Embattled oil producer Afren's share price closed down 13 per cent today, after major credit ratings agency Standard & Poor's (S&P) warned of a possible default.
Afren's share price had fallen as much as 15.8 per cent to 9.35 per pence share in mid-morning trade. However, it was still above this year's low of 4.2 pence per share, hit after it revealed a funding crisis.
S&P yesterday cut its long-term corporate credit rating on the oil producer to "D", or "selective default", from 'CC', or "currently highly vulnerable".
"We downgraded Afren because it failed to pay its obligations under both its $300m revolving credit facility and its bond maturing in 2016 on time," S&P said.
"We consider non-payment of a debt obligation on the due date as a default, and we believe that Afren's repayment of principal and interest within the grace period is unlikely."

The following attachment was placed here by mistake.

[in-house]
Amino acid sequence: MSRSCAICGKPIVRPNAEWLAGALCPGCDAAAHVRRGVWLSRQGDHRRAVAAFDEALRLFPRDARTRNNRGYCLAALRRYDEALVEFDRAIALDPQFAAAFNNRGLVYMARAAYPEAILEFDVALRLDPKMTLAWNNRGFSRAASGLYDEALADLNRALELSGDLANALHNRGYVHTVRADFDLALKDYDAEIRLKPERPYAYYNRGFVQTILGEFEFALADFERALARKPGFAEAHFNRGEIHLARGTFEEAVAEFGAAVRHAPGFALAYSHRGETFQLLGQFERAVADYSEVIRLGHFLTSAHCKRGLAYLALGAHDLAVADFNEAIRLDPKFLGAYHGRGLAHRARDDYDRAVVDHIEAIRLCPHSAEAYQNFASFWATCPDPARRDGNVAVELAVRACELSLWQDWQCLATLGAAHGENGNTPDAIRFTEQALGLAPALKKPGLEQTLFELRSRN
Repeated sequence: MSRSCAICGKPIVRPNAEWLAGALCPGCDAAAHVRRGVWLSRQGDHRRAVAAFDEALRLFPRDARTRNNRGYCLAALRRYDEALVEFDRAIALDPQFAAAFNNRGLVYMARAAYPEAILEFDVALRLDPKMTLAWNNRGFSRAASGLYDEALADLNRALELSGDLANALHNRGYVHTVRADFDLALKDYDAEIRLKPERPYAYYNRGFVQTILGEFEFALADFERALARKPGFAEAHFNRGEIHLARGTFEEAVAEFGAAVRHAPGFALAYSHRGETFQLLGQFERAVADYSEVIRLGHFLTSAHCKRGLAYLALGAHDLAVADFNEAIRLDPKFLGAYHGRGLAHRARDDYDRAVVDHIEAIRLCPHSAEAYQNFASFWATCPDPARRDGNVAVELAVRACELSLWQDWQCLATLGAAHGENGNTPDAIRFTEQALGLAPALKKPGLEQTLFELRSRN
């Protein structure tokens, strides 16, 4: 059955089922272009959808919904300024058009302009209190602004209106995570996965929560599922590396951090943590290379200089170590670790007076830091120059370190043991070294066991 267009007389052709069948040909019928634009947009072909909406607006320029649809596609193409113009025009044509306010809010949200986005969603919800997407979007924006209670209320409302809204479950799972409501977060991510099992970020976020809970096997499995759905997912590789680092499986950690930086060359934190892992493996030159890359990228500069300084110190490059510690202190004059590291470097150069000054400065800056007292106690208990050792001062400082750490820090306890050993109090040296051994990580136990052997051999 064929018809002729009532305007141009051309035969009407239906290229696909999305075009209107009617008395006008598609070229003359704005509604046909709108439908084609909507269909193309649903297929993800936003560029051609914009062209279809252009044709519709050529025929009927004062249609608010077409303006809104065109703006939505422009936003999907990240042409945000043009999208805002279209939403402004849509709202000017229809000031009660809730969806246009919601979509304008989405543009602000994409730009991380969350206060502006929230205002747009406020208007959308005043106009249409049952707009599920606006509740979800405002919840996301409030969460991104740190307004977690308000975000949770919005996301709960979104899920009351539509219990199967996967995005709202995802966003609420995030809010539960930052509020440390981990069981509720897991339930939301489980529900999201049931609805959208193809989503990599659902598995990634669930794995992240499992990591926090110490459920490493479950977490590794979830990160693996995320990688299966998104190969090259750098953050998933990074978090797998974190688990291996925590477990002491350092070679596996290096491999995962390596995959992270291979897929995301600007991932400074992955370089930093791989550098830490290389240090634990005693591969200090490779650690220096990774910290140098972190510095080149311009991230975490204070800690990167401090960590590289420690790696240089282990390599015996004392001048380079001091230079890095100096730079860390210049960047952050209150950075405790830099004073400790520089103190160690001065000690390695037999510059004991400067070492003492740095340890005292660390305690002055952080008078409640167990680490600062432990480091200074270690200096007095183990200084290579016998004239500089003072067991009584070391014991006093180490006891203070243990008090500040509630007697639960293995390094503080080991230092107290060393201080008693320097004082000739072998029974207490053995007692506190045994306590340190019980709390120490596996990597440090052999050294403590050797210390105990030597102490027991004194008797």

S&P has become the second major credit ratings agency to cast doubts over the oil producer, with Fitch cutting its long-term rating on Afren to 'C' from 'B' last week.
Afren has since obtained a deferral on a $50m (£33m) amortisation payment initially due on 31 January, to 27 February.
The company's board has also utilised a 30-day grace period under its 2016 bonds with respect to $15m worth of interest, which was due on 1 February, while the review of its capital structure and funding alternatives is completed.
Meanwhile, it is in takeover talks with rival Nigerian firm Seplat, after the latter was granted more time to firm up a potential offer initially announced in December.